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VERIFY: 40,000 sign petition imploring Trump to move Halloween to Saturday. Can he?

Forty-thousand people signed a petition addressed to the President, asking him to move Halloween to Saturday. Is it within his power?

QUESTION:

Forty-thousand people signed a petition addressed to the President, asking him to move Halloween to Saturday. Is it within his power?

ANSWER:

Holidays that ARE NOT FEDERAL HOLIDAYS have been created and moved by presidents in the past with a presidential proclamation.

SOURCES:

Library of Congress- Thanksgiving Day

Abraham Lincoln Proclamation- Thanksgiving

Franklin Roosevelt Proclamation- Thanksgiving

Congress- Joint Resolution Chapter 631- "Making the fourth Thursday in November a legal holiday"

Congressional Research Service - 2014

Congressional Research Service - 1999

PROCESS:

Parents have had enough of kids in candy comas, bouncing off the walls, on a school night in the middle of the week. Forty-thousand people signed a petition urging the President to move Halloween to Saturday.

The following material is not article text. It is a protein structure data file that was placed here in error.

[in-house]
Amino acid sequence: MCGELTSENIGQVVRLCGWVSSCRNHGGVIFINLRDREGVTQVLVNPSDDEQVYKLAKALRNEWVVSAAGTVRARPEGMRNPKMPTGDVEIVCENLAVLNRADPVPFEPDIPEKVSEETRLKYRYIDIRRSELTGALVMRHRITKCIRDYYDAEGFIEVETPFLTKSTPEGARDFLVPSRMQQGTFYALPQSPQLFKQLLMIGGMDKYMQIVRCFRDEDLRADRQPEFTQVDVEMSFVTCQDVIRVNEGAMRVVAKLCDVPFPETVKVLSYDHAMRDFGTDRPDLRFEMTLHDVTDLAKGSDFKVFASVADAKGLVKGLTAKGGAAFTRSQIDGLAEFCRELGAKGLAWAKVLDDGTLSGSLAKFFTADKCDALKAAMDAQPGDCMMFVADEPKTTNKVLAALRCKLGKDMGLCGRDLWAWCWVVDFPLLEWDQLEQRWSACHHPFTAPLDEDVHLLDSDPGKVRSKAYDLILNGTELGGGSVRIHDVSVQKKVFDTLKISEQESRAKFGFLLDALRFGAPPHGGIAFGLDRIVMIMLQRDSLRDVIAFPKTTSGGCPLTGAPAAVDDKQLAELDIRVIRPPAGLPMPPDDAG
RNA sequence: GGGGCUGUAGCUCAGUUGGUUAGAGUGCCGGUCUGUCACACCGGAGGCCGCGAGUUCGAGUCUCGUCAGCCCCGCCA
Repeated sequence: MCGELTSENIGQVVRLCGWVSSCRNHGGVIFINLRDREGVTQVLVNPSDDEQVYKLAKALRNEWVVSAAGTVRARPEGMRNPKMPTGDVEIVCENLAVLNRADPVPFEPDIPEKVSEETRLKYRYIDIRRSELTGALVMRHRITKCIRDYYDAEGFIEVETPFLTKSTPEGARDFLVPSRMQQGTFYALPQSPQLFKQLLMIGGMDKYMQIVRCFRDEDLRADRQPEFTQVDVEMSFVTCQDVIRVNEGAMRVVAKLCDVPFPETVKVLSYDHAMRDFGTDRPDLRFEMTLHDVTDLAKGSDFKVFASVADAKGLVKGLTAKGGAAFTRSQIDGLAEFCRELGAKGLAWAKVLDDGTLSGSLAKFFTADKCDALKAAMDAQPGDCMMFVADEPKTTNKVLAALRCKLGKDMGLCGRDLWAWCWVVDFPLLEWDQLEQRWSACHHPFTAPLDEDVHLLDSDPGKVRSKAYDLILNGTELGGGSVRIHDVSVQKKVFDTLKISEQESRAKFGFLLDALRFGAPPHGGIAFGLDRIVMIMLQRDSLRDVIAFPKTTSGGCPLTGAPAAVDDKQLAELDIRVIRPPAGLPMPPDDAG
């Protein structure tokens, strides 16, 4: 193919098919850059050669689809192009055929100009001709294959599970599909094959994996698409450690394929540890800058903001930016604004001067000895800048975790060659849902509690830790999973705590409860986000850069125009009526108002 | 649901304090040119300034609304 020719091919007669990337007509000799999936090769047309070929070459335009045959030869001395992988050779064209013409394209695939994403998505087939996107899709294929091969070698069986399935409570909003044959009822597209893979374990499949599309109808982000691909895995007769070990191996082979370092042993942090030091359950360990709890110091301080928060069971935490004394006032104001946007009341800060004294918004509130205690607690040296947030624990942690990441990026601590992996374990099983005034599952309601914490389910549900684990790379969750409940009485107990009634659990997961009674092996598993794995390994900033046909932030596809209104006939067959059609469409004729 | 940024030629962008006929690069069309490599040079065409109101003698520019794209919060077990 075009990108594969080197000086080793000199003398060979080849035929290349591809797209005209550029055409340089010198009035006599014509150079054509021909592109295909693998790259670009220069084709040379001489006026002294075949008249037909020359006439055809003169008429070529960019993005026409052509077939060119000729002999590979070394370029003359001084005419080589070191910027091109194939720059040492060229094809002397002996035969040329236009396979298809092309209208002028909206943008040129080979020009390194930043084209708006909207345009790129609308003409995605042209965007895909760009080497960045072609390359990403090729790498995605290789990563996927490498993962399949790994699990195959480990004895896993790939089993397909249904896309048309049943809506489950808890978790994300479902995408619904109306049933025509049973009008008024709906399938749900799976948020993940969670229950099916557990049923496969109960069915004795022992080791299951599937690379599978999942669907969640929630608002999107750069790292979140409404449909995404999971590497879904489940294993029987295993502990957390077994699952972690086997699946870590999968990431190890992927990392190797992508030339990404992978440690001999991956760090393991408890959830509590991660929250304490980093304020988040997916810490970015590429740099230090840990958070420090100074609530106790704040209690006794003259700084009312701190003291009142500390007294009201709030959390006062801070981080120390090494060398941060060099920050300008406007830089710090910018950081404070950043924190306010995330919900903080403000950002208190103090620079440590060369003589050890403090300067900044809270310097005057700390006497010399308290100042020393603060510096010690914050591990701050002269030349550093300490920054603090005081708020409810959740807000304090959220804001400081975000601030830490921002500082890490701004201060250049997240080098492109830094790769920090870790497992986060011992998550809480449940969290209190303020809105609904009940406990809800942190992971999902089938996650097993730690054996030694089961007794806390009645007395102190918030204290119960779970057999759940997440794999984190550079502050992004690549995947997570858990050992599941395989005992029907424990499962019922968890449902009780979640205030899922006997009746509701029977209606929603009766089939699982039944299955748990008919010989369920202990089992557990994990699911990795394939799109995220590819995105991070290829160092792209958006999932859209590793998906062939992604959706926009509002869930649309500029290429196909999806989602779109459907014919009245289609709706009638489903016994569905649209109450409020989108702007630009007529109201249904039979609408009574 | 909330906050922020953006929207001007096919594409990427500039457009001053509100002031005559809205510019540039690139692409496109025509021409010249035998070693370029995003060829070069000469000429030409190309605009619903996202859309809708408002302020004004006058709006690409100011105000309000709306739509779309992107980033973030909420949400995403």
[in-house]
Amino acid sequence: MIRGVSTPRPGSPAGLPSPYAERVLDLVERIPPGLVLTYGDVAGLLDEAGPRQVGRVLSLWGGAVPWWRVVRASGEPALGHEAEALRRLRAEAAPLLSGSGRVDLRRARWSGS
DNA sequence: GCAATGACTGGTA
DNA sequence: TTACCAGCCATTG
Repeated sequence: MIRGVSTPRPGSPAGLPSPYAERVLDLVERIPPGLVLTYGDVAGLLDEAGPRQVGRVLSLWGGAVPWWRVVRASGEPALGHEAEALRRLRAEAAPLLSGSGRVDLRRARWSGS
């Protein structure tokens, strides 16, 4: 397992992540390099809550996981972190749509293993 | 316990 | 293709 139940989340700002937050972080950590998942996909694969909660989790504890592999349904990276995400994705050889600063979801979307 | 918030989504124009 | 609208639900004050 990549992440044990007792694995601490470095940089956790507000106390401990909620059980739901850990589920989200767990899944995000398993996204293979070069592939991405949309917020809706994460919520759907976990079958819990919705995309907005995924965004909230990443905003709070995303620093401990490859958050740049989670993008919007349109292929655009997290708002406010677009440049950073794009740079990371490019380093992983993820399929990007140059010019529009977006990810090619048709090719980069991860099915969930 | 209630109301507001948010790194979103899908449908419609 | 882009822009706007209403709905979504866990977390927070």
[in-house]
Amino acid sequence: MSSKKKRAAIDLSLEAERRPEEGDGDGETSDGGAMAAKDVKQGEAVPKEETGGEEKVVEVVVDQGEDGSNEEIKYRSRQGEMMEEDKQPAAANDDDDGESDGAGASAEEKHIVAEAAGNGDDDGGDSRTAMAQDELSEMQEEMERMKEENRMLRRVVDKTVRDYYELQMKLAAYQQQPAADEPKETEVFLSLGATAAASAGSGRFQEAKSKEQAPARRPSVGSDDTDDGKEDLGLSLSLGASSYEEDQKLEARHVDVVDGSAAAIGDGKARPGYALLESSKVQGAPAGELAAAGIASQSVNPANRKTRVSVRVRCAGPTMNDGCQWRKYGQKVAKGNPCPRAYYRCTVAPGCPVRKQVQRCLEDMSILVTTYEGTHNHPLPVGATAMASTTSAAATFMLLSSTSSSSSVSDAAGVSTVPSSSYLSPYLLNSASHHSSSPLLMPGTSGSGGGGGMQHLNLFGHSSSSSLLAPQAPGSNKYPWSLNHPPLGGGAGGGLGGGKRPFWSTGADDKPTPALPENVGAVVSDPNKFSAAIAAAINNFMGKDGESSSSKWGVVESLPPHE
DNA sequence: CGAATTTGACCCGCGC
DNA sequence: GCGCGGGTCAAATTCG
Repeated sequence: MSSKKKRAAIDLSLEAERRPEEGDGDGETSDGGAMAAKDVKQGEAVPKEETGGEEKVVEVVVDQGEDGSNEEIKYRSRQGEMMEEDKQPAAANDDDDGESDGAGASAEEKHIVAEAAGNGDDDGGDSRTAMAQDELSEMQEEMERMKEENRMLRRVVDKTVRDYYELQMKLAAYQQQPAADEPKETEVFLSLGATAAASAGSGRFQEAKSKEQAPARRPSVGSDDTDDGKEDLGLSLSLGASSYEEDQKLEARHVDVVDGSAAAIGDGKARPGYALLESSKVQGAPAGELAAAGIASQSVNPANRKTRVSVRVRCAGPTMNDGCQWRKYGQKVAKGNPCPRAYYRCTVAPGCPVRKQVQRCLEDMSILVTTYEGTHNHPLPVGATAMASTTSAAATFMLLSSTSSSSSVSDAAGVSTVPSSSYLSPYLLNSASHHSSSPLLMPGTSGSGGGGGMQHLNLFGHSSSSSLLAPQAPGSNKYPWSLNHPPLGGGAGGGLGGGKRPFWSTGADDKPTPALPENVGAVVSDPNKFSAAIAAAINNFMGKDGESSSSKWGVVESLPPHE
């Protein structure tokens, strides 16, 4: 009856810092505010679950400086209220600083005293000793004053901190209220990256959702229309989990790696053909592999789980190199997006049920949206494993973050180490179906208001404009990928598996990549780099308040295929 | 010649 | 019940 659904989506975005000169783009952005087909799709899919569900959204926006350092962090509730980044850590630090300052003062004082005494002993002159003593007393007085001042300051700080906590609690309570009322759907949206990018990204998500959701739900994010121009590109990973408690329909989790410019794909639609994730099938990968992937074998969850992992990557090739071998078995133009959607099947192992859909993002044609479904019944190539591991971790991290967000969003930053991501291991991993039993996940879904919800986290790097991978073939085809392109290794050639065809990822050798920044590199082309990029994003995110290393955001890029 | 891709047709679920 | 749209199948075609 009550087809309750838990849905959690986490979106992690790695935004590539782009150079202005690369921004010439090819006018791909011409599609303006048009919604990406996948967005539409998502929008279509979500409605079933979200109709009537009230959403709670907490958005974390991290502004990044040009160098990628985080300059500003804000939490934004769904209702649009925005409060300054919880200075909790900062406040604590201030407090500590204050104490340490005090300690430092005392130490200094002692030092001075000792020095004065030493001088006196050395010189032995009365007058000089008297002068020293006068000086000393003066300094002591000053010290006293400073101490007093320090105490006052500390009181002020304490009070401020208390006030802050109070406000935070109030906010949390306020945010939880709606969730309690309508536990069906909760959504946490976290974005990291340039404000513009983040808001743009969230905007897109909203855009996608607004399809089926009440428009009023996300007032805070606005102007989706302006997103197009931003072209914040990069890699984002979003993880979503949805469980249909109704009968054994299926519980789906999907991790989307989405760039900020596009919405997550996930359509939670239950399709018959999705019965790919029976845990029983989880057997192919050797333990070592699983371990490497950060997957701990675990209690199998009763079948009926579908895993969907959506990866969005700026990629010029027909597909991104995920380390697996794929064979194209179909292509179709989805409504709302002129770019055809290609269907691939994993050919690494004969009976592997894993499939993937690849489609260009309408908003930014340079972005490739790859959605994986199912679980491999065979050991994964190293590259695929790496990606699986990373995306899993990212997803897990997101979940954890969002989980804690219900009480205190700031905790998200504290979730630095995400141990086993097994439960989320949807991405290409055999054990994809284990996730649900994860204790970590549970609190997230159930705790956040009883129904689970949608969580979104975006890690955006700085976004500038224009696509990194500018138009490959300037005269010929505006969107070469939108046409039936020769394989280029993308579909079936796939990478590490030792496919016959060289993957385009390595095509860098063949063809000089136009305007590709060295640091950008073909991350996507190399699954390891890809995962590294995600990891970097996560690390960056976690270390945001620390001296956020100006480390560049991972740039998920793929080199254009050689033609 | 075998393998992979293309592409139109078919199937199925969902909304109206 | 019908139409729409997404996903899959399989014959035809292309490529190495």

"3,800 Halloween-related injuries each year...65 percent of parents don’t discuss Halloween safety with their children...70 percent of parents don’t accompany their children trick-or-treating," the Change.org petition reads. "It's time for a Safer, Longer, Stress-Free Celebration! Let's move Halloween to the last Saturday of October!"

The petition is directly addressed to the President, but does he have the authority to change a non-federal holiday?

According to the Congressional Research Service and records from the Library of Congress, it's been done before. Presidents have both created and moved holidays with a proclamation.

Back in 1863, President Abraham Lincoln proclaimed Thanksgiving to be the last Thursday of November. Later, President Franklin Roosevelt changed it to the second-to-last Thursday of November. That was all before it became a federal holiday.

Congress sealed the deal, making it a federal holiday two years later.

So even though he has the authority to proclaim a national day of festivities, is it likely Trump would kick Halloween down to the weekend?

Not really, and there's no promise anyone who succeeds him won't reverse it,either.

So we can Verify — technically the President CAN briefly switch Halloween to Saturday through a proclamation, but it's not likely, nor is it binding.

Congress probably wouldn't make it a federal holiday, settling the dispute. They haven't done that since Martin Luther King Day in 1983.

In recent years, Congress has considered "Cesar E. Chavez Day," "Susan B. Anthony Day," and "Election Day" as federal holidays, but none of them made the cut.

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